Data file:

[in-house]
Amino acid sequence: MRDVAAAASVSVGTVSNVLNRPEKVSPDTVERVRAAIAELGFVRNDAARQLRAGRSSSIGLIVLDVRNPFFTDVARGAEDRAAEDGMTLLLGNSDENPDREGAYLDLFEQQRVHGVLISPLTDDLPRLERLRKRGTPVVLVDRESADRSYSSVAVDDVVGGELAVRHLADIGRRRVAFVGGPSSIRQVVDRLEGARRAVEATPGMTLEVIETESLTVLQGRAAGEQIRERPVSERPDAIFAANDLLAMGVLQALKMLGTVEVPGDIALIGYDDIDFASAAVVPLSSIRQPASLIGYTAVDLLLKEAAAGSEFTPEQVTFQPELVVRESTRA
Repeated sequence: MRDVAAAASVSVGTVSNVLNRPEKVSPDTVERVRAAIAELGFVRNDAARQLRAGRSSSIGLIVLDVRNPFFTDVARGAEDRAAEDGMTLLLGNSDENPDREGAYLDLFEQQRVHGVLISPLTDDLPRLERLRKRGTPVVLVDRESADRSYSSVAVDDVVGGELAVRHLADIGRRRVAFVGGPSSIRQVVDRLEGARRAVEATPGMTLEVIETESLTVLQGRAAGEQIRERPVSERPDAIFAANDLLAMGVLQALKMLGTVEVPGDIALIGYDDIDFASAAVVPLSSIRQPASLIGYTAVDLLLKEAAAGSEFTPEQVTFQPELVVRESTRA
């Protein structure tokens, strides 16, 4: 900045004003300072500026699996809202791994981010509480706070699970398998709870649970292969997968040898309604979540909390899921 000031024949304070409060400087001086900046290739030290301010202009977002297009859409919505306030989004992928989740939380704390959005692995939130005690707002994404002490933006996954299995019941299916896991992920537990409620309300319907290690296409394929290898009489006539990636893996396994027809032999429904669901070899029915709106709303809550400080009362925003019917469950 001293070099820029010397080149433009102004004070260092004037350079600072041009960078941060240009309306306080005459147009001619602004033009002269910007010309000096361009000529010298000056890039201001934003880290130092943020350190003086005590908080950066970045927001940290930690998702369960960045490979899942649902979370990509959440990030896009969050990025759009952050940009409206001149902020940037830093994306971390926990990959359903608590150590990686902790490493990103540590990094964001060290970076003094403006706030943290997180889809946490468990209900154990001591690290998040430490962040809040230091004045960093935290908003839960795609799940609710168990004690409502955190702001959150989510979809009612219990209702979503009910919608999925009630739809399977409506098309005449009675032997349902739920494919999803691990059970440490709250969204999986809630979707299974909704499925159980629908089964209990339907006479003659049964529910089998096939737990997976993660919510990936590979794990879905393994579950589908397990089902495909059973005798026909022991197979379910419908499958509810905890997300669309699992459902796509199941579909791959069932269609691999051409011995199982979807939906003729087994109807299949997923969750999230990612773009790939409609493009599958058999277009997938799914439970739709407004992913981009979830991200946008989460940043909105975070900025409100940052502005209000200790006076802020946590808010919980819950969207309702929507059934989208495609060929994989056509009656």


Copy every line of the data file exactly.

[in-house]
Amino acid sequence: MRDVAAAASVSVGTVSNVLNRPEKVSPDTVERVRAAIAELGFVRNDAARQLRAGRSSSIGLIVLDVRNPFFTDVARGAEDRAAEDGMTLLLGNSDENPDREGAYLDLFEQQRVHGVLISPLTDDLPRLERLRKRGTPVVLVDRESADRSYSSVAVDDVVGGELAVRHLADIGRRRVAFVGGPSSIRQVVDRLEGARRAVEATPGMTLEVIETESLTVLQGRAAGEQIRERPVSERPDAIFAANDLLAMGVLQALKMLGTVEVPGDIALIGYDDIDFASAAVVPLSSIRQPASLIGYTAVDLLLKEAAAGSEFTPEQVTFQPELVVRESTRA
Repeated sequence: MRDVAAAASVSVGTVSNVLNRPEKVSPDTVERVRAAIAELGFVRNDAARQLRAGRSSSIGLIVLDVRNPFFTDVARGAEDRAAEDGMTLLLGNSDENPDREGAYLDLFEQQRVHGVLISPLTDDLPRLERLRKRGTPVVLVDRESADRSYSSVAVDDVVGGELAVRHLADIGRRRVAFVGGPSSIRQVVDRLEGARRAVEATPGMTLEVIETESLTVLQGRAAGEQIRERPVSERPDAIFAANDLLAMGVLQALKMLGTVEVPGDIALIGYDDIDFASAAVVPLSSIRQPASLIGYTAVDLLLKEAAAGSEFTPEQVTFQPELVVRESTRA
């Protein structure tokens, strides 16, 4: 900045004003300072500026699996809202791994981010509480706070699970398998709870649970292969997968040898309604979540909390899921 000031024949304070409060400087001086900046290739030290301010202009977002297009859409919505306030989004992928989740939380704390959005692995939130005690707002994404002490933006996954299995019941299916896991992920537990409620309300319907290690296409394929290898009489006539990636893996396994027809032999429904669901070899029915709106709303809550400080009362925003019917469950 001293070099820029010397080149433009102004004070260092004037350079600072041009960078941060240009309306306080005459147009001619602004033009002269910007010309000096361009000529010298000056890039201001934003880290130092943020350190003086005590908080950066970045927001940290930690998702369960960045490979899942649902979370990509959440990030896009969050990025759009952050940009409206001149902020940037830093994306971390926990990959359903608590150590990686902790490493990103540590990094964001060290970076003094403006706030943290997180889809946490468990209900154990001591690290998040430490962040809040230091004045960093935290908003839960795609799940609710168990004690409502955190702001959150989510979809009612219990209702979503009910919608999925009630739809399977409506098309005449009675032997349902739920494919999803691990059970440490709250969204999986809630979707299974909704499925159980629908089964209990339907006479003659049964529910089998096939737990997976993660919510990936590979794990879905393994579950589908397990089902495909059973005798026909022991197979379910419908499958509810905890997300669309699992459902796509199941579909791959069932269609691999051409011995199982979807939906003729087994109807299949997923969750999230990612773009790939409609493009599958058999277009997938799914439970739709407004992913981009979830991200946008989460940043909105975070900025409100940052502005209000200790006076802020946590808010919980819950969207309702929507059934989208495609060929994989056509009656």